Tag Archive - goals


Vision is a Destination not a Statement

Vision is a destination, not a statement. Many churches spend an incredible amount of time wordsmithing pithy vision statements instead of providing a clear picture of where they’re going. What a majority of churches view as their vision statement is usually a mission statement.

Mission Answers the Question: Why do we exist?

This is the timeless answer to why your church is on the planet in the first place. We don’t get to pick our mission Jesus did that for us. That’s the whole, “go and make disciples,” part. But we do get to pick language that contextualizes it for our culture.

Vision Answers the Question: Where are we going?

This is the next hill that needs to be taken. Vision typically changes every 3-5 years. Vision changes because once you get there and have taken then hill, there’s always the next hill to take.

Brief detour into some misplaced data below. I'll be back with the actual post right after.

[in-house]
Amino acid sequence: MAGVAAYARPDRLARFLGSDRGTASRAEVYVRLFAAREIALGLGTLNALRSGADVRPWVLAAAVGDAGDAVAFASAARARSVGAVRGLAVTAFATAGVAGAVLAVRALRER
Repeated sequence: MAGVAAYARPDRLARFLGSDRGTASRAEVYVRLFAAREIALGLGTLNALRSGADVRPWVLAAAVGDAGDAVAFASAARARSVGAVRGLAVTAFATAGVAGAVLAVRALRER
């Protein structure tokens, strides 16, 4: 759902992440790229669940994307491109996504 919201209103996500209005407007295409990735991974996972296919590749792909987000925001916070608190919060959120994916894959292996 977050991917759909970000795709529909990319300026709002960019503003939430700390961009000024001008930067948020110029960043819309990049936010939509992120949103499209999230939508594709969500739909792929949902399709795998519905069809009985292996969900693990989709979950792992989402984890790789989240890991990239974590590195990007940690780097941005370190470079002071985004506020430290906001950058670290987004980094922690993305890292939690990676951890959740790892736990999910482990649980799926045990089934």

Most church staff can’t articulate the next hill their church is taking. They don’t’ know the target on the wall they’re shooting for. One way to begin to bring clarity to the vision at your church is to simply ask the question,

“Where would we be in 3-5 years if our church faithfully lived out the mission Jesus has given us in the context of our community, unique culture of our church, gifting and passions of our Sr. Leadership, and resources that God has given us?”

Doing the serious work to answer this question will help you put a target on the wall to hit. Getting crystal clear on this will have a “trickle down” effect on every decision made in your church over the next 3-5 years. It will allow you to:

  1. Set goals and measure results.
  2. Determine how to allocate resources and budget.
  3. Help you understand how you need to structure your staffing model.
  4. Bring alignment to ministries.

Posted in Leadership


4 Strategies to Start in 2015 that will Change your Church